We don’t have a lot of information about the black market for cannabis products. “It is somewhat shocking how little we know,” said Hammond. And that’s the nature of black markets: They are, by definition, murky and hard to track — and the one for pre-filled vape cartridges is also relatively new.

Here’s what we do know: In 2016, the overall market for cannabis in the US — from both licensed and unlicensed sources — was estimated at $50 billion. An analysis by RAND found the fastest growing segment of the state-legal cannabis market in Washington state (one of the first to legalize recreational marijuana) was “extracts for inhalation”, which includes vape pens and cartridges.

The International Cannabis Policy Study, which surveyed 30,000 people in September 2018, uncovered a similar trend: While dried herb remains popular, more than 30 percent of users report vaping THC oil. Many others are using edibles and concentrates (cannabis that’s been processed to increase its potency).

Vaping THC is the third most popular way to use cannabis: A chart showing the percentage of cannabis products used in the US over a 12-month period.

Notably, the processed THC products are more potent than dried herb. Dried herb typically contains 10 to 20 percent THC. THC vape oils can contain much more. “[They] typically have 70 to 90 percent THC,” Hammond said, based on his past and forthcoming studies, “and can contain as much as 99 percent THC.”

How these products might be sickening people

Federal health officials and investigators haven’t pinpointed a specific product or ingredient that’s at fault, and not all the patients in this outbreak reported using THC products. (In every study, there’s a subset of people who say they only vaped nicotine, for example.)

But investigators do have some ideas about what could be happening with the cases involving THC. Since THC cartridges seem to be an issue, it’s possible some ingredient has been introduced into the US supply chain that’s sickening people. (And considering no other country is experiencing a similar outbreak of this scale, and that millions of people have used nicotine e-cigarettes over many years without an apparent problem like this so far, the contaminant theory makes sense.)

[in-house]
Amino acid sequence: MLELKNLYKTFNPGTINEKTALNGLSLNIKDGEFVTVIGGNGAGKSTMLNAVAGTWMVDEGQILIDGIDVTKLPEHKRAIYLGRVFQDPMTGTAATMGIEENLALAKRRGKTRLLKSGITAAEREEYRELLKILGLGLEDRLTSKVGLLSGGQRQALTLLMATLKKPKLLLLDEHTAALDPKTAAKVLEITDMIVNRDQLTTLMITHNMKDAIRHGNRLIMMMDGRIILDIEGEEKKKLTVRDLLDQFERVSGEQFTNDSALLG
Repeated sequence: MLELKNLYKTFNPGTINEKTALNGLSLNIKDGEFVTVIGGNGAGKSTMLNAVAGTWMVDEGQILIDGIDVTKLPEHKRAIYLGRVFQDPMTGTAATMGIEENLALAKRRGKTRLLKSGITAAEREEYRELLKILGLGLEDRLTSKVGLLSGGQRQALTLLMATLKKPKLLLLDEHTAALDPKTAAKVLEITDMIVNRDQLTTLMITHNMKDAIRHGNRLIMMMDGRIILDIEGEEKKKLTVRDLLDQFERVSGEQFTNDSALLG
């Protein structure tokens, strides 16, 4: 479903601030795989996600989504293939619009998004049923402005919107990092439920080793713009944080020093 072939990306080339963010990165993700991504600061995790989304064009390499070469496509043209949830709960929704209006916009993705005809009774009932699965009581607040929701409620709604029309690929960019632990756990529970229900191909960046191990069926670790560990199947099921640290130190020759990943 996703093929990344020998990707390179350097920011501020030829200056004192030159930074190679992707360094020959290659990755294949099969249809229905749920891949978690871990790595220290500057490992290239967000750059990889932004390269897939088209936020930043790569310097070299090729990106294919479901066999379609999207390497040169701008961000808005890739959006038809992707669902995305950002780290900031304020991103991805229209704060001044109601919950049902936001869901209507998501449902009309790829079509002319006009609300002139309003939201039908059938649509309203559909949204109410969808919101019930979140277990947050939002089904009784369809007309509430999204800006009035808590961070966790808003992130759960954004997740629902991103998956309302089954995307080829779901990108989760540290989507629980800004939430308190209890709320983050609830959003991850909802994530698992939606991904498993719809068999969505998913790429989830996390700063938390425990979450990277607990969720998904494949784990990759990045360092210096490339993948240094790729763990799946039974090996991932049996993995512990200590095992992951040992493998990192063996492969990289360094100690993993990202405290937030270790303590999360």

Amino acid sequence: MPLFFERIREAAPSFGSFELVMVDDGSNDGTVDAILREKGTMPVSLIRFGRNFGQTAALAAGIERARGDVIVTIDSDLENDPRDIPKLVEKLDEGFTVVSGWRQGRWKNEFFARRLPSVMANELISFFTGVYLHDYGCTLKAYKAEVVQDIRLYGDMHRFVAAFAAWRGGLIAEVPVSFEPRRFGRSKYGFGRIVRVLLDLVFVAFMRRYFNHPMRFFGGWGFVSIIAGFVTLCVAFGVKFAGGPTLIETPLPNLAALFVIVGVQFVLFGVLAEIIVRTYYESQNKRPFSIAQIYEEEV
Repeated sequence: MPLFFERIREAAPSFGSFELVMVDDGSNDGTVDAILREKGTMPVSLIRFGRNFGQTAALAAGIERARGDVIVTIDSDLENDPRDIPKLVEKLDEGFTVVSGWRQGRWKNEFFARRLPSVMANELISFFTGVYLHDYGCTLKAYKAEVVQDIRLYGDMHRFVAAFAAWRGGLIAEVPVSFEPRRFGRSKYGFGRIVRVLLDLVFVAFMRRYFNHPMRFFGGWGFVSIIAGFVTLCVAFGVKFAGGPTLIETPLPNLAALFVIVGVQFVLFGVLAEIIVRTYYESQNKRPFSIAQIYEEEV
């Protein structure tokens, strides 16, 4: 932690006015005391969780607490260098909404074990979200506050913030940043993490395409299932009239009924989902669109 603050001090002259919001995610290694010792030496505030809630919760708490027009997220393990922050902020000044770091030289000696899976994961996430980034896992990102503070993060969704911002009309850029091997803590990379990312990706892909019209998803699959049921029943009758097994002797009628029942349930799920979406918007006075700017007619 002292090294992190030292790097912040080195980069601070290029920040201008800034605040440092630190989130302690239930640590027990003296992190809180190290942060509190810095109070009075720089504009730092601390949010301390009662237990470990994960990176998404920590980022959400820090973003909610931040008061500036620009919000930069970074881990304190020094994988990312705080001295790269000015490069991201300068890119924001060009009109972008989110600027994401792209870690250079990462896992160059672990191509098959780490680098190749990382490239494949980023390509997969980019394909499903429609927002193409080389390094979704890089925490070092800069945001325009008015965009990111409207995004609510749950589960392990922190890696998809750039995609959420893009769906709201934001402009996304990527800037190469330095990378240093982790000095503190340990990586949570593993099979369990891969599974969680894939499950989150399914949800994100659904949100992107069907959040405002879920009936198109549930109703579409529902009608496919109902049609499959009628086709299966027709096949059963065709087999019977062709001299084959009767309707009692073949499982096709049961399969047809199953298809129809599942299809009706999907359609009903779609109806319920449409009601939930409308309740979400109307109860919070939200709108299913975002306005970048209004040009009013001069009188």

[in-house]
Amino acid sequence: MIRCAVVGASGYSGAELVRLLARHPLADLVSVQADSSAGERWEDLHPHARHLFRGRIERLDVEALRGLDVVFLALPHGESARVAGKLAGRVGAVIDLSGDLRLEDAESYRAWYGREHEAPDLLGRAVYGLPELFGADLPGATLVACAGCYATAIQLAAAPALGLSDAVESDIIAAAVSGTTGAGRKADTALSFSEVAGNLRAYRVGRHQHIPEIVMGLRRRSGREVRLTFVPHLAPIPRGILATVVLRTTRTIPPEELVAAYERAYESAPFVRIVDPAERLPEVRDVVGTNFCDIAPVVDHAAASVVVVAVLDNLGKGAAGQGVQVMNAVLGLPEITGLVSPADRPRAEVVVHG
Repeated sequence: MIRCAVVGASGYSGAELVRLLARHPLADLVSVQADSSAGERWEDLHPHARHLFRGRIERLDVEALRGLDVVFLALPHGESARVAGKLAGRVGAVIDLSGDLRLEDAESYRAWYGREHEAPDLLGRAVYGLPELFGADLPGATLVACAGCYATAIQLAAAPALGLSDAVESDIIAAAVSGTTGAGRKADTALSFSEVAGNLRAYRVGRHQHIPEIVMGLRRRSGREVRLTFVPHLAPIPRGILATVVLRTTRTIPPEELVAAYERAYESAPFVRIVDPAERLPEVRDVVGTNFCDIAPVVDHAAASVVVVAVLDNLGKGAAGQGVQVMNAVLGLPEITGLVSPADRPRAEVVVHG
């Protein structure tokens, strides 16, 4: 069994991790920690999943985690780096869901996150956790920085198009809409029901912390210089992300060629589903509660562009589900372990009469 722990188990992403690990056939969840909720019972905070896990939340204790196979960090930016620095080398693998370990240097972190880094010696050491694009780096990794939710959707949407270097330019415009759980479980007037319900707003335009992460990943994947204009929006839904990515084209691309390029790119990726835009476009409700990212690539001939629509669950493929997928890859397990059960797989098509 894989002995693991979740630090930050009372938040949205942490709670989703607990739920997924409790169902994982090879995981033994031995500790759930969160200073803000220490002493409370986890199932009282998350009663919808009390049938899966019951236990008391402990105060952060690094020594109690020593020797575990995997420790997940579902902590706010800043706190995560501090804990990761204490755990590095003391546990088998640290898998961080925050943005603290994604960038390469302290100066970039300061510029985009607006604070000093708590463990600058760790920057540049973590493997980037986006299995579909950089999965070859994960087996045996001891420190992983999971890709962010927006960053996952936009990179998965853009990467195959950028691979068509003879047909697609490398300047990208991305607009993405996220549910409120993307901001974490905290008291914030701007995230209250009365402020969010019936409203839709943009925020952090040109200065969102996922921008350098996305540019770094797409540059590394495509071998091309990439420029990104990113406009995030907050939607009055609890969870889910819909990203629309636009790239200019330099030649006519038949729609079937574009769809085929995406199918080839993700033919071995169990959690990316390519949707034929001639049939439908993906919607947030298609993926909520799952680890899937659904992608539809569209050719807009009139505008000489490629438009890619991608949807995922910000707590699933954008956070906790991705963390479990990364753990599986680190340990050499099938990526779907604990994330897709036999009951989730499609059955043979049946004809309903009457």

One potential contaminant is vitamin E acetate. Of the 225 THC-containing products FDA has tested, as of October 11, 47 percent contained the oily substance. The new Utah data found the chemical in 89 percent of the THC-containing cartridges tested there. New York state also found vitamin E acetate in many of the cartridges respiratory illness patients had used. Even though vitamin E acetate is safely used in nutritional supplements, it isn’t safe to inhale into the lungs.

Images of lung biopsies under a microscope.
A report, published October 2 in the New England Journal of Medicine, looked at biopsies of lung tissues from the people affected by the vaping-related illness and found damage that resembled exposure to inhaled toxic chemicals.

It’s also possible that another, yet-to-be-identified ingredient is making people sick. “[Black market products can] include other chemicals,” such as pesticides,said Beau Kilmer, director, RAND Drug Policy Research Center. “And as we’re seeing [with the outbreak], some of those chemicals can be very harmful when vaporized.”

Why current cannabis safety regulations aren’t strong enough

Because marijuana is still illegal at the federal level, it’s up to states in places that have legalized to regulate their markets. And the outbreak is showing that this approach isn’t doing enough to keep consumers safe, Scott Gottlieb, the former head of FDA, argued in the Wall Street Journal recently:

Federal agencies exert little oversight, and regulation is left to a patchwork of inadequate state agencies. The weak state bodies sanction the adoption of unsafe practices such as vaping concentrates, while allowing an illegal market in cannabis to flourish.